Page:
Bauer Instructional Assistant Professor Recognized with UH Teaching Excellence Award
Teaching is a cornerstone of student success at C. T. Bauer College of Business, and four Bauer College faculty recently were awarded one of the highest honors bestowed by the University of Houston (UH).
The UH Teaching Excellence Award, which is presented in several categories with a cash prize for each, was presented to Instructional Assistant Professor of Management & Leadership Ksenia Krylova Mohebbi; Associate Dean of Research and Marketing Professor Vanessa Patrick; Marketing doctoral student Mohsen Pourmasoudi: and Senior Professor of Practice of Marketing Randy Webb.
In a series of articles, we will be highlighting the underlying teaching philosophies that motivate each of these faculty members and share comments from their former students in order to capture what makes each exceptional in the classroom.
Ksenia Krylova Mohebbi
Instructional Assistant Professor, Management & Leadership
Krylova Mohebbi received the UH Teaching Excellence Award in the instructional category. An Instructional Assistant Professor and the MS in Management & Leadership Program Director in that department, she received her Ph.D. in Business Administration and LL.M. in International Law from UH and a Bachelor’s in Law from Mari State University in Russia.
Krylova Mohebbi’s research concerns organizational trust, apologies, dispositional attributions, impression management, forgiveness and implicit personality theory. Her work has been published in the Journal of Business Ethics, Journal of Knowledge Management, and Leadership Quarterly. She also was awarded the UH Teaching Excellence Award for graduate teaching in 2015-2016.
Krylova Mohebbi’s teaching philosophy, she says, “is to inspire curiosity and a sense of wonderment about the world around us! The goal of education should be to encourage curiosity in students; and the mission of an educator – to create the conditions that make things “curiouser and curiouser” (Carroll Lewis, 1865). I aim to allow students find their own passion and tell their own story, to evoke the excitement of discovery and achievement in them, to create an environment where the mind is open and ready for the challenge of knowledge. The metaphor of conductor and the choir comes to my mind when I think of my teaching philosophy. The conductor’s role is to create a song through utilizing the differences present. This helps make this song very special for each of the singers, making it their own story, while having the collective product in mind. I believe this is the role of the teacher in the classroom.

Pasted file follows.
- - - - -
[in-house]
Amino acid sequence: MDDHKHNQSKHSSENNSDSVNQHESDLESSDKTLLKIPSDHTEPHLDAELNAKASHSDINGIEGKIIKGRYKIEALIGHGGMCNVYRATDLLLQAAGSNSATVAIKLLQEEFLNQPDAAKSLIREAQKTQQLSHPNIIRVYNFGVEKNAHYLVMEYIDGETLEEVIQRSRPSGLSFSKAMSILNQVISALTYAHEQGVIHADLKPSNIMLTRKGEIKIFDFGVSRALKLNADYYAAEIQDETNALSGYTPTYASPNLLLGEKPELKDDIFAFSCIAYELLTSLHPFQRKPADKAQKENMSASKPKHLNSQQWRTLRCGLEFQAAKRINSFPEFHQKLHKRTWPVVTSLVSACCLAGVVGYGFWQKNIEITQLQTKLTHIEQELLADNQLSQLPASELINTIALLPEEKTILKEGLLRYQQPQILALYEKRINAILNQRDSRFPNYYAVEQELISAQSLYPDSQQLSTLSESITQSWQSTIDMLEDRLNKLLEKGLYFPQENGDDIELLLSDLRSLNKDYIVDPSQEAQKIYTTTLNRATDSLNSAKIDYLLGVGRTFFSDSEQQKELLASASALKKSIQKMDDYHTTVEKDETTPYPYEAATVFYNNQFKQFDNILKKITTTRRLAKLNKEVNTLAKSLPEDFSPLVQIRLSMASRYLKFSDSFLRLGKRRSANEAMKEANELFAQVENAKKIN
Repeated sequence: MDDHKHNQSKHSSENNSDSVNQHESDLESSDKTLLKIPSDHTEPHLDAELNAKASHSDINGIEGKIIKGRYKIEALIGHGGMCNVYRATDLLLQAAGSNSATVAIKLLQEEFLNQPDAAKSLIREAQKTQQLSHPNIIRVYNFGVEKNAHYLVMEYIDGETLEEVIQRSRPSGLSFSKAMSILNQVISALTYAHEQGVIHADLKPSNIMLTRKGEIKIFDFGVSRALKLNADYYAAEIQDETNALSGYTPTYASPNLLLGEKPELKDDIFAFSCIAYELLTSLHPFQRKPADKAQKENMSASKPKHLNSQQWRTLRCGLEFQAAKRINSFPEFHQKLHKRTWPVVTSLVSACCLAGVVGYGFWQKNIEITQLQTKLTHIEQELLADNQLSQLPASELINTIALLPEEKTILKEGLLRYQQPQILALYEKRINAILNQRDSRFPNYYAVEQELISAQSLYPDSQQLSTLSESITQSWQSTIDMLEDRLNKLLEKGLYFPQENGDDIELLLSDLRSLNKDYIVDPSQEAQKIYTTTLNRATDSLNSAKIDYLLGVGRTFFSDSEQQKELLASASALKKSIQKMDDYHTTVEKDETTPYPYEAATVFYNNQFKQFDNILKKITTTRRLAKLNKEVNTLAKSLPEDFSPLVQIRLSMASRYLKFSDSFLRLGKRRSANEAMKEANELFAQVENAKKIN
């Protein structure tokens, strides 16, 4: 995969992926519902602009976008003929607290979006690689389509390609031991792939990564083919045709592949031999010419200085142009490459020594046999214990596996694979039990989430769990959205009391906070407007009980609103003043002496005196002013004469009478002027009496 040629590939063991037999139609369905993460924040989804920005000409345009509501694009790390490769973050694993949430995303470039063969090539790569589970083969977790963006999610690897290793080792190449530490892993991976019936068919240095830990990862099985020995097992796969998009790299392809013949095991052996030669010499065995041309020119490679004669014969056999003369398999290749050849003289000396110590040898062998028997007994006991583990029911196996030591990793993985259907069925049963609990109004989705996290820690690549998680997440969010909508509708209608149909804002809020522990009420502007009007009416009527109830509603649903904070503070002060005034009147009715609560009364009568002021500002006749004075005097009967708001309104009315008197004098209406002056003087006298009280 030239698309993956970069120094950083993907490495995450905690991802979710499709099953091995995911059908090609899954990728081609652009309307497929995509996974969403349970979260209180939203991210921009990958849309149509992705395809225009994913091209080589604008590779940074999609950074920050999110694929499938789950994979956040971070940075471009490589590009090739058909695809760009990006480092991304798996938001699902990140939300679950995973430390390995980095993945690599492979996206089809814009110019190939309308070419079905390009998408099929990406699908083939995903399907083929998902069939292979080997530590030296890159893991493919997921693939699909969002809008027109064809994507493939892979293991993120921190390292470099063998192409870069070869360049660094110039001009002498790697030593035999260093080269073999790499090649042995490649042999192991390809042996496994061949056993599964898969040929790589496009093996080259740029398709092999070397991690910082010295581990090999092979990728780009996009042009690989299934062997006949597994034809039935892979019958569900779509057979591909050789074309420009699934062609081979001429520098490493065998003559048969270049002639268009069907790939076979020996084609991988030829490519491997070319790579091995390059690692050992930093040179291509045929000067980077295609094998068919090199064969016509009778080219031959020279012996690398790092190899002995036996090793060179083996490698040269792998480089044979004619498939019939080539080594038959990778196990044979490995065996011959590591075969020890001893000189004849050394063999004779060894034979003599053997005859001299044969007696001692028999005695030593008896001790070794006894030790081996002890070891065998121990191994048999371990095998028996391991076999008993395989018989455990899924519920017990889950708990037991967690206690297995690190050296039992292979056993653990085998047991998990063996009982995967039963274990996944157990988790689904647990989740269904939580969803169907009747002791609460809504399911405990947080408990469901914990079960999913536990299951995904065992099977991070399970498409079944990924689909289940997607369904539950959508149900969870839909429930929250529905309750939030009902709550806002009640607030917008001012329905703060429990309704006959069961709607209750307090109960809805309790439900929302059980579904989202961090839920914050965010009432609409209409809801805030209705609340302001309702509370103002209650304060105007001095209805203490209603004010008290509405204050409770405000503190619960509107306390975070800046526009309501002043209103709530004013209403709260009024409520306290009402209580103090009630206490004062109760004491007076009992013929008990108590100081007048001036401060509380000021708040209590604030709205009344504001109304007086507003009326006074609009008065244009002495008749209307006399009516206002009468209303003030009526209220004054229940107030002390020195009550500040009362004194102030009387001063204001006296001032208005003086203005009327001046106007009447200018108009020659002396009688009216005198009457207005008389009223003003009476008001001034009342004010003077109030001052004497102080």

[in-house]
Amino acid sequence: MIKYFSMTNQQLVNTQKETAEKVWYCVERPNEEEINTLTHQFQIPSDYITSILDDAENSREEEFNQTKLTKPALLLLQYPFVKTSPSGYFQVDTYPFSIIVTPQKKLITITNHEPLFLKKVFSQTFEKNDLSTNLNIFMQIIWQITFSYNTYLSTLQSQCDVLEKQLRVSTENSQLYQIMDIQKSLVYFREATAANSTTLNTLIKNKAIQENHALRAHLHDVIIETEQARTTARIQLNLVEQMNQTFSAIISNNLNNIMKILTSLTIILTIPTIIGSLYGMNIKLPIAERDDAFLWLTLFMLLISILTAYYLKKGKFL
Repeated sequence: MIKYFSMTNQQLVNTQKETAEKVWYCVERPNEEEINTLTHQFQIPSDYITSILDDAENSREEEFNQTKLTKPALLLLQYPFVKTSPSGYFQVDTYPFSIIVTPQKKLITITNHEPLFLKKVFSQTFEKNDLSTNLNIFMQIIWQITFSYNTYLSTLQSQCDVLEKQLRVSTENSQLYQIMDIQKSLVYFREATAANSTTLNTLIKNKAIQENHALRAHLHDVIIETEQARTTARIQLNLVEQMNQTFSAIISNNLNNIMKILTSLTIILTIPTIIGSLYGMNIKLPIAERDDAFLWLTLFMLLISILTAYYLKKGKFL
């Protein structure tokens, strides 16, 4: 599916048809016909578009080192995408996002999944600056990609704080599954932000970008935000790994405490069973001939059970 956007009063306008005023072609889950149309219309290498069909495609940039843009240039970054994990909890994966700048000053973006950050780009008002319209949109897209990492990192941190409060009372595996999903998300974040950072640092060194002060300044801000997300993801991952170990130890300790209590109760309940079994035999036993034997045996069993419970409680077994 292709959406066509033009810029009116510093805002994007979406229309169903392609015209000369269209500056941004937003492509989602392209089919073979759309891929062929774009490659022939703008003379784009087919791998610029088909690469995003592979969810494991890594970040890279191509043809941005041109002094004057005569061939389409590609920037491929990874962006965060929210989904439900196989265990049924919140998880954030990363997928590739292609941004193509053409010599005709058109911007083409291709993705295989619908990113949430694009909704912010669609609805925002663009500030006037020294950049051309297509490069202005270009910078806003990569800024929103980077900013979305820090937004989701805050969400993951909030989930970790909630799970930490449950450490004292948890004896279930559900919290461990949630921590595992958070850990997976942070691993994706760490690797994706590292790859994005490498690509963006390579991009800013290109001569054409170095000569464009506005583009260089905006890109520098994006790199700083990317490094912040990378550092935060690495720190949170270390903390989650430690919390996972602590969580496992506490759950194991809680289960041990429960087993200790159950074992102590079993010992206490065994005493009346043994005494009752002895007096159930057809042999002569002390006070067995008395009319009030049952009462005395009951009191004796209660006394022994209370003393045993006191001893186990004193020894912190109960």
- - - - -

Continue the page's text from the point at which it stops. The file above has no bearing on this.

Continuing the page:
“Teaching is invigorating,” she adds. “It is inspiring to see a change you aim for. Several months after my first experience teaching an undergraduate class, I received an email from my former student reporting from Afghanistan where she was deployed to, just saying “Hello” and remembering me on Christmas day. Another student sent me an email saying that I had inspired her to apply for law school and she had completed her application. This is the change my heart and mind work for. This is not work, in fact, this is something that I love, something I can call vocation.
A former student, Victor C. Yau (BBA, ‘19), is now the Charles B. Rangel Fellow at the U.S. Department of State MPA Candidate at Princeton University Woodrow Wilson School of Public and International Affairs. He offers an insight about her influence in the classroom.
“Dr. Krylova helped me develop the ability to engage with ethics in academic and professional settings. She encouraged my classmates and me to tackle the often-messy topic of ethics head-on by creating a safe environment in which anyone could express their honest opinions. She captivated us with experiential learning activities such as class discussions, personal reflections, group lectures, and ethical analyses. Her involved and engaging teaching style contributed to my long-term understanding of ethical issues in both business and public policy. I frequently draw upon the ideas Dr. Krylova taught me about empathy as I navigate tensions between ‘good politics vs. good policy’ in my public policy program. I also reflect upon class discussions about the ethics of affirmative action as I enter higher education institutions and government agencies in which people of my background have been historically underrepresented…
“Dr. Krylova is an effective, selfless, and perceptive teacher who impressed upon me the value of ethics and international exchange. It was my sincere pleasure to have her guidance in the final year of my undergraduate education at Bauer College. As I continue my policy education and begin my career in the Foreign Service, I hope that I will be able to impact students worldwide in the same way that she impacted me.”
By Julie Bonnin